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It's reassuring to know that only a small percentage of babies are born with serious health problems. However, couples who do advance planning before conception can increase their confidence that their pregnancy outcome will be healthy and happy.

Preconception Consultation

If you are ready to have a baby, a preconception consultation can maximize your chances of having a healthy newborn.

It's a good idea for couples to arrange a consultation with a doctor at least three months before trying to conceive. This is important even for women who get regular Pap tests or breast exams.

A preconception consultation involves a complete medical history and physical exam, as well as a review of family history, any previous pregnancy experiences, and current medications.

In addition, your doctor will identify risks and factors that could affect your ability to conceive or have a healthy baby. Your doctor will also discuss the transition from birth control. It usually takes from 6 to 12 months for a couple in good reproductive health to conceive.

"While not all problems are preventable, chances of a healthy birth are greater if both mother and father are healthy before the pregnancy begins," explains Kimberley Fillmore, MD, OB/GYN on staff at John Muir Health.


"It's important to discuss medical disorders, past obstetrical history, and even the medications you are taking," says Ryan Anderson, MD, OB/GYN on staff at John Muir Health.

"Couples with a family history of genetic disorders such as muscular dystrophy or spinal bifida can receive genetic counseling to understand their chances of passing on the condition to their offspring."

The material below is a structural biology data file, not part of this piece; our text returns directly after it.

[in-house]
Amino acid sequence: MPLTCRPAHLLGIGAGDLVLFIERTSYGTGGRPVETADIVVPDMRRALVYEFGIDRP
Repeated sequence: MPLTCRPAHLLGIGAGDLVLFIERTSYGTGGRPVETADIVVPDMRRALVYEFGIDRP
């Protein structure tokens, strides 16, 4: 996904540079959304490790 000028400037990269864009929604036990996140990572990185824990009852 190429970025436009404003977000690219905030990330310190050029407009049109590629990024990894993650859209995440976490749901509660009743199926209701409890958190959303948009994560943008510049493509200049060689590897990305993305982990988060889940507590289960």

Screening for sickle cell anemia and Tay-Sachs disease is appropriate with special ethnic groups. Pregnancies in women over 40 may be higher risk, but in general, women retain their ability to have healthy babies into their 40s.

Identifying risks, getting certain medical conditions under control, and making necessary lifestyle changes are best for women to handle before conception. Women with chronic diseases such as diabetes can avoid developing problems in pregnancy through preconception planning.

Women should get treatment for high blood pressure before pregnancy because it is involved in a number of dangerous pregnancy complications.

Similarly, doctors can rule out or treat sexually transmitted diseases (STDs) before conception. STDs may affect a woman's ability to conceive or harm the developing child. Some medications impair efforts to conceive, and others may cause birth defects.

Immunizations and Tests

It's vital to find out if all the mother's immunizations are up to date. Infection with measles, mumps, rubella, hepatitis, or toxoplasmosis during pregnancy poses a serious threat to the baby, as do vaccines to treat these conditions.

Your doctor may also order special blood tests to measure anemia, iron deficiency, and Rh factor.

Be Healthy

If you observe the following healthy behaviors, you improve your chances of having a healthy baby:

  • Maintain a healthy weight.
  • Eat a balanced diet.
  • Take multivitamins containing folic acid before and after conception.
  • Get plenty of sleep.
  • Exercise about 30 minutes a day most days of the week before you get pregnant, and work with your doctor to set up a safe exercise program during pregnancy.
  • Avoid cigarettes, alcohol, and non-prescription drugs four months prior to conception and during pregnancy. (While trying to conceive, both partners should avoid cigarettes, alcohol, and drugs, for maximum benefit to the baby.)
  • Avoid exposure to toxins or radiation at work.


"For women today, having children is more of a conscious decision, whereas it was of a routine nature for women in the past," Dr. Fillmore emphasizes. "Preconception planning with a physician can be a valuable part of the process."

Dr. Anderson adds, "This is equally true for women who have already had children. New information is always surfacing. Even an experienced mother can benefit by having preconception counseling."